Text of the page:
We've already talked about Doze in Android M a few times. That's a system-wide state that keeps your phone or tablet in deep sleep when it's not being used. App Standby is a distinct feature that works to keep individual unused apps from gobbling up power in the background. Depending on how many apps you install on your phone, this could be a bigger deal than Doze.

App Standby is focused on taming the apps you don't use much, so it should only kick in once you've gone several days without launching or interacting with a given app. An app on Android M will be marked as idle unless one of the following have happened in the last few days.

  • The app is explicitly launched by the user.
  • The app has a process currently in the foreground (either as an activity or foreground service, or in use by another activity or foreground service).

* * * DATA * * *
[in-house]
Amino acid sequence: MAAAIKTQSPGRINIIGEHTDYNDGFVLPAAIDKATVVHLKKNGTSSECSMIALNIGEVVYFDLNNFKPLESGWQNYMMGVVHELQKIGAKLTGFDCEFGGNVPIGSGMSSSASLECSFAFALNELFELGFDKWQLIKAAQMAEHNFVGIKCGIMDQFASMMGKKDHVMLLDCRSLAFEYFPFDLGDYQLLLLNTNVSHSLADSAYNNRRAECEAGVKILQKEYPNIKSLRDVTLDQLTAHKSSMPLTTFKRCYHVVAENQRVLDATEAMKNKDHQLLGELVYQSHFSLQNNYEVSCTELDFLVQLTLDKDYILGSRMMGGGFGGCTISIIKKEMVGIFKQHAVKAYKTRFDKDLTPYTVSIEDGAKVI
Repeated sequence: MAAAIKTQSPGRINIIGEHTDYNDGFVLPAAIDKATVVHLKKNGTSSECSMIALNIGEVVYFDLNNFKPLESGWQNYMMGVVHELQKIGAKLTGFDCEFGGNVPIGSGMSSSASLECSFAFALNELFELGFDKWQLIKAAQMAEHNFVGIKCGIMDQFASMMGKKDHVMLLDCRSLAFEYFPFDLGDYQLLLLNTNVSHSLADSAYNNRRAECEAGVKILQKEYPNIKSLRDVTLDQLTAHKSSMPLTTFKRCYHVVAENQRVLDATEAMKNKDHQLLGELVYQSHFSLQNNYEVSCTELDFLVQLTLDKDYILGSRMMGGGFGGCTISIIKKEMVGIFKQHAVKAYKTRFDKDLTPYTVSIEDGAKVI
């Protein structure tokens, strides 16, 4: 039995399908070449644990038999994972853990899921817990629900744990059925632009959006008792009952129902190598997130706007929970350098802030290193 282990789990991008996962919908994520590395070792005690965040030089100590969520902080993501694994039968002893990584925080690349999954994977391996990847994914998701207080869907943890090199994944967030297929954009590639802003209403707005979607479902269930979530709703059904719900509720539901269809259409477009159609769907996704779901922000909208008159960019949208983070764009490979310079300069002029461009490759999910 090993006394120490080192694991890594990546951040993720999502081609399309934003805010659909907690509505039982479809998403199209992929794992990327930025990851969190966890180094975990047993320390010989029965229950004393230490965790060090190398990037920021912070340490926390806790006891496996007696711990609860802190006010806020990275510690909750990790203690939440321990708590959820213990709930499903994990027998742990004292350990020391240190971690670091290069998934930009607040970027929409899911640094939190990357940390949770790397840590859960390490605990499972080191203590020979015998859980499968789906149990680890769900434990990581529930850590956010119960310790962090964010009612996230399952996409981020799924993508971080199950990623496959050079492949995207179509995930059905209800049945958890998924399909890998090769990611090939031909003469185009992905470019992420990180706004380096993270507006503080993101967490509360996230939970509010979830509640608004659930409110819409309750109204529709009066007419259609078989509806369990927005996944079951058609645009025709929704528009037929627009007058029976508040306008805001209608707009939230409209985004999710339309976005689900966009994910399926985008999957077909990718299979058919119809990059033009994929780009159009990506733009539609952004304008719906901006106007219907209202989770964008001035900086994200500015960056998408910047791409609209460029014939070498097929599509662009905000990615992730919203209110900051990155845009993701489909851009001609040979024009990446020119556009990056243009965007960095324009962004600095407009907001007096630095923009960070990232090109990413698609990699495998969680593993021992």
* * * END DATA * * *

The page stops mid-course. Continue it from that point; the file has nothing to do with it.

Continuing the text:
• The app generates a notification that users see on the lock screen or in the notification tray.
  • The user explicitly asks for the app to be exempt from optimizations, via Settings.

Should an app end up labeled as idle, it will lose network connectivity and all its sync jobs will be halted. These restrictions are lifted when the device is plugged into power, but even if you don't plug in, apps in Standby get a single chance to sync every day or so. A high-priority Google Cloud Messaging alert can also allow these apps a brief window of network connectivity. Comparisons have been made between Doze and Greenify, but I think Standby is probably a better match for Greenify.

Screenshot_20150529-170241 Screenshot_20150529-170300 2015-06-01 21.37.32

We're not sure which ones, but some of these settings can bypass Standby mode.

The settings mentioned above might be the Inactive apps menu in developer settings. It might also refer to the Ignore Optimizations menu that we talked about earlier with Doze—this one toggle might affect both types of optimization. You can hear Googlers talk a little about Standby in the video below at about 12 minutes.